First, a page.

On he argues, "What if they won't believe me if I tell them you sent me?"
"Well, then, I'll give you some signs you can show to them. And if the signs with the snake and the hand turning white with leprosy won't impress them, then just take some water from the Nile River and pour it on the ground and I'll turn the water into blood."
Still not enough for Moses. His heels are dug in deep against his destiny. "You have forgotten something, Almighty God. You have forgotten that I am a very poor public speaker. When I open my mouth, I sound as if I have marbles in there. I'm slow of speech. My tongue doesn't work well."
The Lord had only one nerve left, and Moses was standing on it. "Moses, you have forgotten that I am the one who gives speech in the first place? I will be with your mouth."
Moses presses on. "O Lord, please just send someone else."
Astonishingly, God answers, "All right. I'll send that silver-tongued brother of yours-Aaron, the Levite. He'll do your speaking for you. Now pick up your staff. The people are suffering. They're waiting for you. And only you. You are the one I have chosen."
Finally, Moses stops talking and starts moving. Finally, he pushes through the wall of his own self-doubt and sense of inadequacy. God knew Moses would be fine. The problem was Moses didn't know it. God intended to give Moses everything he would need to fulfill his mission. The challenge was in helping Moses get to the place where he could trust God to work in, through, and around his human limitations.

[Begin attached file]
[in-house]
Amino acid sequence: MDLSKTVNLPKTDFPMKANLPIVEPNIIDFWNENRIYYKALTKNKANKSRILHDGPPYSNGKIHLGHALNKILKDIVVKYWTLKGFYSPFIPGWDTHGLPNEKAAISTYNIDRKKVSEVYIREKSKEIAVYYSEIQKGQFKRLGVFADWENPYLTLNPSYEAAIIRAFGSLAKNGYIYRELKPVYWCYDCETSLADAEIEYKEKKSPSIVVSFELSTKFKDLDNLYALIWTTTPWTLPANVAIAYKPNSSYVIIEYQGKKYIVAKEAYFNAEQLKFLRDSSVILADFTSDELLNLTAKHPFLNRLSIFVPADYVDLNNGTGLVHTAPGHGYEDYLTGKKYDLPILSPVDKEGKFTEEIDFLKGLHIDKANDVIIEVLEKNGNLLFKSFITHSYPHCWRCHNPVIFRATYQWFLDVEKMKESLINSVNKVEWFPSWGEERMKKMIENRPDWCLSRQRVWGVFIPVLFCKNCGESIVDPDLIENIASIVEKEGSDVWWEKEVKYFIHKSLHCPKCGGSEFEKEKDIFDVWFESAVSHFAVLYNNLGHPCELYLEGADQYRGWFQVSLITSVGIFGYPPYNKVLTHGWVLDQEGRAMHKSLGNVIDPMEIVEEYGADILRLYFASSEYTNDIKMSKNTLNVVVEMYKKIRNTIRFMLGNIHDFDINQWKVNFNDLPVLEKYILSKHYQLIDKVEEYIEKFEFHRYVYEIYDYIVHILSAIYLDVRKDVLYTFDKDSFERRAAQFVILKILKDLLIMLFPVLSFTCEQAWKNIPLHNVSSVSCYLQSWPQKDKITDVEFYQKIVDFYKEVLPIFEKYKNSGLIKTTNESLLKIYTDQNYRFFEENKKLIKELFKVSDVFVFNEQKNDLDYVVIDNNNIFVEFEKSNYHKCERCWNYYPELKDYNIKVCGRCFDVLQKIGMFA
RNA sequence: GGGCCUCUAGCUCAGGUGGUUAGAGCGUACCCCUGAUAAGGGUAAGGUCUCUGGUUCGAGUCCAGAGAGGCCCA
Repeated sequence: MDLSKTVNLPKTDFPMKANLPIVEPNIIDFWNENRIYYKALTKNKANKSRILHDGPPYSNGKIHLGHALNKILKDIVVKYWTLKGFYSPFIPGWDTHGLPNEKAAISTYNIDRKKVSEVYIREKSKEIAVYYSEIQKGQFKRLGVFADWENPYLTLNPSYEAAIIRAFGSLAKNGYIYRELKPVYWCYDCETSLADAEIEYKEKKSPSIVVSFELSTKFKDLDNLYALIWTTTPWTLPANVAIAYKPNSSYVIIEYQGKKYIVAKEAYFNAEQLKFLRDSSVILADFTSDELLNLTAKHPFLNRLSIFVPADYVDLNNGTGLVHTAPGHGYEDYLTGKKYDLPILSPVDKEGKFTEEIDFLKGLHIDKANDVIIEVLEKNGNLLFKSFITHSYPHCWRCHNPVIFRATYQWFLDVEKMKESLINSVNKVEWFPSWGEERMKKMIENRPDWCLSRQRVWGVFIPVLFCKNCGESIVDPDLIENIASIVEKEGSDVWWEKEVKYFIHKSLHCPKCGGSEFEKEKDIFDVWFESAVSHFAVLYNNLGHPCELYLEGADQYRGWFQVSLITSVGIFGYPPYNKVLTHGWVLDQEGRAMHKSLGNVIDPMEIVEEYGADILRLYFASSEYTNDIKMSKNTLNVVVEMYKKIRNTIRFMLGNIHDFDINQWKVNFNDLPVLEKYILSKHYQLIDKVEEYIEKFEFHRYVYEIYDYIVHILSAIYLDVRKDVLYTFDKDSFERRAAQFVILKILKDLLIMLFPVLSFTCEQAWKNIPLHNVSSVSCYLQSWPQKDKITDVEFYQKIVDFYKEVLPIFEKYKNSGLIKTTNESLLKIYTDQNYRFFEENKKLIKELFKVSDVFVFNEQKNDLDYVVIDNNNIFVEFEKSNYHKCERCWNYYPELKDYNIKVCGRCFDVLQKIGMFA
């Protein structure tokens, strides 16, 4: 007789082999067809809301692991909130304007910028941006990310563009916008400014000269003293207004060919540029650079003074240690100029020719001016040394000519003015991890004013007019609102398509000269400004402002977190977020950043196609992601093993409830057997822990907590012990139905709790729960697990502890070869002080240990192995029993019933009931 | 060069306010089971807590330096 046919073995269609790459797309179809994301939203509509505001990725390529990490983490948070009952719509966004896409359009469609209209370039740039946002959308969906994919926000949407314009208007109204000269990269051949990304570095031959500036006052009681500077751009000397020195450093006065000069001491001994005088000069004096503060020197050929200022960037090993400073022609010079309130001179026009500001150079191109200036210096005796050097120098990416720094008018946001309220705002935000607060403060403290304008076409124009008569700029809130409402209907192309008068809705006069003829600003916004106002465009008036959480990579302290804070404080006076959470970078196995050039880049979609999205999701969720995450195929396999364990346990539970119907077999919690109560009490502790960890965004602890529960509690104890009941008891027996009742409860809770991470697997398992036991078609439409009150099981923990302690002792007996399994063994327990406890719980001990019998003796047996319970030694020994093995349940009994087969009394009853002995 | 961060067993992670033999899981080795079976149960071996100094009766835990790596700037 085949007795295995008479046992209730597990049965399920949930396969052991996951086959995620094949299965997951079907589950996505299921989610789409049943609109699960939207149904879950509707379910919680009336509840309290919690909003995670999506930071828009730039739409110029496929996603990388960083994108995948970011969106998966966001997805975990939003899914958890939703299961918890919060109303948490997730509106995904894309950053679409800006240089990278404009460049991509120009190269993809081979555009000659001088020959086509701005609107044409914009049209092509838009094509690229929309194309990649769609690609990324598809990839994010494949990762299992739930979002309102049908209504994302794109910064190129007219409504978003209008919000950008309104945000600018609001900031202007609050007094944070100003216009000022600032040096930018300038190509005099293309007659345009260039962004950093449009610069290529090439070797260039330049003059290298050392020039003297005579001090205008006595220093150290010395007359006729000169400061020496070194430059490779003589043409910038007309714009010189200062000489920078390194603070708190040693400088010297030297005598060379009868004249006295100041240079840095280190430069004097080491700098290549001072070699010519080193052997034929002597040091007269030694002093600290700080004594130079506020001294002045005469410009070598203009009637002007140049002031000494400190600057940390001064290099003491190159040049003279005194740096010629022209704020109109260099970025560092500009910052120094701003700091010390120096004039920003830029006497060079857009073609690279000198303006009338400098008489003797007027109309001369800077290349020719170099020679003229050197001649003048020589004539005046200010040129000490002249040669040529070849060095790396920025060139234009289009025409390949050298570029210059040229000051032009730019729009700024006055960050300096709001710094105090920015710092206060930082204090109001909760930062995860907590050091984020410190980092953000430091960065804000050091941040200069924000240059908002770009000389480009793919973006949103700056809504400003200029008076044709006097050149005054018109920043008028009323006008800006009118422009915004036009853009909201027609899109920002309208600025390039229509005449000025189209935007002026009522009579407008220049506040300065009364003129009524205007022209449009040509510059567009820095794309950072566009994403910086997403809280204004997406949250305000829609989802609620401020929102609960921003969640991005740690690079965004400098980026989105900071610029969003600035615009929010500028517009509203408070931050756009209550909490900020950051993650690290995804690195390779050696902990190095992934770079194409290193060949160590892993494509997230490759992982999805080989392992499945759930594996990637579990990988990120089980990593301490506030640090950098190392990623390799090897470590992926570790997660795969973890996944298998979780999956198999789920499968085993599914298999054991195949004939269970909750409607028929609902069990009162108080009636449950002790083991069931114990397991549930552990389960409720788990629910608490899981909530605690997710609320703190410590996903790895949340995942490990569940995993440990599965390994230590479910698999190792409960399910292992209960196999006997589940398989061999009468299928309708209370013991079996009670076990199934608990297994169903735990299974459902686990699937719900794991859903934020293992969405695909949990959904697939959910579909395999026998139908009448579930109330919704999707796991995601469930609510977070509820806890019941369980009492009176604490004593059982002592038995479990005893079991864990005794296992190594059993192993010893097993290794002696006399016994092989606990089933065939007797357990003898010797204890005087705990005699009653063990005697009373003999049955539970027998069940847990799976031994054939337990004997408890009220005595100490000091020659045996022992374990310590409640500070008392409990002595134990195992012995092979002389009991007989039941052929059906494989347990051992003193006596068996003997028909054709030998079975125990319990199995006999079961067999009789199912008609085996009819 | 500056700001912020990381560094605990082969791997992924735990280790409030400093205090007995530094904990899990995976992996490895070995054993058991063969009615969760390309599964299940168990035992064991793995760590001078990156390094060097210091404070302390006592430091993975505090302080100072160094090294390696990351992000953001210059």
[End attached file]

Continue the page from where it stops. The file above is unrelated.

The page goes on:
It's quite a story, isn't it? The commissioning of Moses reminds us that the God who calls also equips. Don't worry about it. The risk lies in whether we will allow our sense of inadequacy, our tendency to tread water where we are, whether we let those things hold us back. Jesus showed us a better way to live.
Do you remember the day that Jesus laid it all out for his disciples? "I know what I must do. I must go to Jerusalem and undergo great suffering and be killed and on the third day I will be raised." Jesus went on to do what he had to do, trusting that God would give him what he needed to fulfill his mission in life, which was not just about him. It was about the salvation of the world.
I do not know what you do in the world, whether you teach or work in an office, whether you are at the beginning of your career or whether you are retired, but I do know this about you: If your only goal is life is to get your needs met or to get the glory for yourself, then I will guarantee that you will miss out on the life God intends for you. The purpose of human life has always been about being a part of that which is larger and more enduring than one's self.
Was Moses' life a bed of roses after God got a hold of him? Actually, the day that happened was the day his real troubles began. Pharaoh's army tried to kill him. The people that he liberated complained and griped for 40 years; and when he and they finally arrived at the Promised Land, God decided that someone else, Joshua, should take them over to the other side. Moses died in the land of Moab without ever reaching the Promised Land. The people grieved for him for about a month and then went right on without him. But, oh, what a life Moses led, beginning with the day he left the house a shepherd and returned the deliverer of a nation.
Friends in Christ, the life you're living now-it is the only one you've got. Don't spend it being scared, not being ready, not being what you should be. The bush is burning. It burns for you.
God of grace, may we be open to hear your voice and to see your holy majesty. We offer our prayer in the name of Christ. Amen.